BORIS JOHNSON has been forced into a compromise over his plans to break international law by overriding the Brexit Withdrawal Agreement.
It comes after advocate general for Scotland Lord Keen of Elie QC tendered his resignation, saying he ‘considered it my duty’.
And it follows the departure of the head of the government’s legal department, Sir Jonathan Jones, who quit last week as the bill was announced.
The government will now table an amendment to the UK Internal Market Bill, giving MPs a vote before it can use powers which would breach the deal brokered with Brussels last year. Around 30 Tory rebels were thought to be preparing to vote for an amendment which would have required a vote in the House of Commons before the provisions in the bill relating to Northern Ireland could come into force.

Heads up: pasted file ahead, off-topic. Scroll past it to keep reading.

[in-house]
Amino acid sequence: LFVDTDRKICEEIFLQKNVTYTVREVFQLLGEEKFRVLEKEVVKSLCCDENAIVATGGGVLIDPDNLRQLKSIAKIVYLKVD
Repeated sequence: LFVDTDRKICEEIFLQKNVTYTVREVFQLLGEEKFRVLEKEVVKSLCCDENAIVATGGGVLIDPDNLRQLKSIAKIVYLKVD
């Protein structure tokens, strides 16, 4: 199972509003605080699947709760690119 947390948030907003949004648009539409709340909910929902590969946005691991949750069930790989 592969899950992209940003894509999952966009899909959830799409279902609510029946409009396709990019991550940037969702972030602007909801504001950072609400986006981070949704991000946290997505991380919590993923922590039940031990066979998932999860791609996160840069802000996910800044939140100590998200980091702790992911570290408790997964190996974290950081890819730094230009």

No.10 relented and announced in a joint statement with Conservative MPs Sir Bob Neill and Damian Green that it would seek to amend the bill.
The statement said: ‘Following constructive talks over the last few days, the government has agreed to table an amendment. This amendment will require the House of Commons to vote for a motion before a minister can use the “notwithstanding” powers contained in the UK Internal Market Bill.’
It added: ‘We welcome the way the parliamentary party has come together on these issues.
‘There is near-unanimous agreement that the government must be able to use these powers as a final resort, that there must be legal certainty, and that no further amendments are required on these powers.’ Last night, shadow attorney general Lord Falconer said: ‘This has been a week of chaos. The government’s authority is completely shot.
‘This has been a farce that shames the entire government.’